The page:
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Sheilagh Matheson – In Memory of Geraldine McClelland.

Called Mo by family and lifelong friends and Gerry by everyone else, we met at university, shared accommodation, traveled together, and by chance we both eventually worked in television.

We also both signed up to the principles of Dying in Dignity when we were young. We always believed that just as we make crucial decisions throughout life, so we should be allowed to take control of our death when possible. Now Mo has faced the ultimate test of that commitment by going to Dignitas.

Mo had all the strengths and frailties of a single woman and epitomised how women’s lives have changed during her lifetime. She was single with a successful career that made her financially secure, a well travelled socialist and feminist who defended her beliefs and influenced people.

Mo combined anti-war demos, supporting young campaigners on the Sluts Walk and Dying in Dignity with looking good and having fun. She was interested in everything except sport, opera and cooking, saying life was too short to stuff cherry tomatoes.

Born into a close Irish Catholic family in Birmingham, Mo had a strong work ethic and was politicised by the 1972 Miner’s Strike while studying at Keele University. Unpretentious, straight talking with a keen eye for the ridiculous, she was a down-to-earth breath of fresh air in those hippy days.

After graduating, Mo joined the newly formed Live Theatre in Newcastle upon Tyne. It was left-wing, unpaid and without premises, but Mo signed on the dole and spent her time in phone boxes or trudging round pit villages trying to promote politically correct plays in North East working mens’ clubs that still banned women.

One night she was walking down a dark lane when a man attacked her. She fought him off and staggered into the club, where the men tutted “Eee that’ll be Billy. He’s a reet bugger. But ye cannot come in here pet. It’s men only.” No police, no counselling, just a lonely walk back to the bus stop.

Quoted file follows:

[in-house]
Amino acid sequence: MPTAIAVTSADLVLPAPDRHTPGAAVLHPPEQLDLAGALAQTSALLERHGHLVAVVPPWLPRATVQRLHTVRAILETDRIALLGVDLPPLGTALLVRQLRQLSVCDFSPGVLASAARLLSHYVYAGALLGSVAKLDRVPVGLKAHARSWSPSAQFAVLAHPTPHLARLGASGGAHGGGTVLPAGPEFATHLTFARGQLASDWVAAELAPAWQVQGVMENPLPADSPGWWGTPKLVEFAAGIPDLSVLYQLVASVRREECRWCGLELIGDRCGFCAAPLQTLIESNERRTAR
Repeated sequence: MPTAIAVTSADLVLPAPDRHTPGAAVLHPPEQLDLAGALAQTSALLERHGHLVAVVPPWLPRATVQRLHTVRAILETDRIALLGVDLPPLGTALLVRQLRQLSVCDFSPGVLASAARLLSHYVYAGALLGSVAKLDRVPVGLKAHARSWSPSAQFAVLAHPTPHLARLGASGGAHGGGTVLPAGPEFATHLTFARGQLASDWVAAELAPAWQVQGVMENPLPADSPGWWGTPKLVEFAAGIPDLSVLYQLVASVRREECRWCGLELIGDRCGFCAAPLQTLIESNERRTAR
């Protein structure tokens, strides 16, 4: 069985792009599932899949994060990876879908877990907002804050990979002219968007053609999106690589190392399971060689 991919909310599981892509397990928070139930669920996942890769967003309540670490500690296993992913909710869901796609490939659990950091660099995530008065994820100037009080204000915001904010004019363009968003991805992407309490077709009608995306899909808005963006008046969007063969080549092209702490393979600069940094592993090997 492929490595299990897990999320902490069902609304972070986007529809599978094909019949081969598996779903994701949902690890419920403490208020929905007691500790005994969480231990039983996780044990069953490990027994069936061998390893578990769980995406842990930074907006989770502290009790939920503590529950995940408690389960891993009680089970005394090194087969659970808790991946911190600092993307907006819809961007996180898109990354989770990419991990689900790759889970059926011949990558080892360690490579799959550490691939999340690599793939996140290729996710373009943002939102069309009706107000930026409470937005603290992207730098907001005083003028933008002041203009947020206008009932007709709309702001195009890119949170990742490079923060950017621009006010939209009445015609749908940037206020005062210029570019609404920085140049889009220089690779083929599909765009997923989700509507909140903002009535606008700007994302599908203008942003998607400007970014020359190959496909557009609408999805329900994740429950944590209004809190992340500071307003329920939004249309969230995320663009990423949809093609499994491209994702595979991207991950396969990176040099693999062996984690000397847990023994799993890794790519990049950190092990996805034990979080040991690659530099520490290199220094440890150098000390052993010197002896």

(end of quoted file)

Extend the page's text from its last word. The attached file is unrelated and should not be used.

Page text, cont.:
Live is still going strong in Newcastle, launching the careers of Geordie actors including Robson Green and Val McLane and the writer Lee Hall who created “Billy Elliot” and “The Pitmen Painters.”

Mo joined BBC television in 1976 and quickly made her mark by throwing coffee over a notorious groper.

Career progression led her to Manchester then London and a string of peak viewing ratings winners with the top presenters of the day including Frank Bough, Lynn Faulds Wood, Russell Harty, Michael Palin and Ann Robinson. Her heart lay with investigative programmes that could improve peoples’ lives and she became deputy editor of the Watchdog stable.

Self effacing and modest, Mo was a huge influence on younger colleagues and friends.

After early retirement, Mo combined media training with volunteering to teach literacy in Wormwood Scrubs prison and a local school. She also helped unemployed women find work through the charity Dress for Success.

Mo adored her siblings, nephews and nieces and she was a best friend for many of us, unfailingly supportive, thoughtful and loyal. She would have done anything to help any of us and frequently did so. We spent countless contented hours loafing around watching films and chuntering about the world.

In the weeks before her death she was challenged many times about going to Dignitas. The most common question was why not take an overdose? Her reply was because of the distress caused to whoever finds the body, and there is no guarantee of success.

Isn’t it sterile and calculated? Maybe, but what could be worse than dying in a hospital bed, possibly attached to tubes and drips, doped by medication.

Dignitas is the only place which assists the death of non Swiss nationals. Far from spending the last weeks of her life in peace, there was a flurry of organization sorting the logistics of getting a dying woman to Switzerland – countless documents, oxygen cylinders, hotels, transferring money – and all the time the clock was ticking as her condition deteriorated rapidly.

Her ideal death would have been at home with her family and a professional person to provide her with the necessary medication. She was denied that because our politicians still turn away from even a calm discussion about assisted dying, let alone contemplate changing a law which is so outdated and unrealistic.

Mo’s death is a tragedy, but if the circumstances surrounding it turn a spotlight on the issue of assisted dying it will have served an important purpose.

Mo is survived by Neil and Lorna, Pat and Paul, Daniel, Luke, Amy and Laura.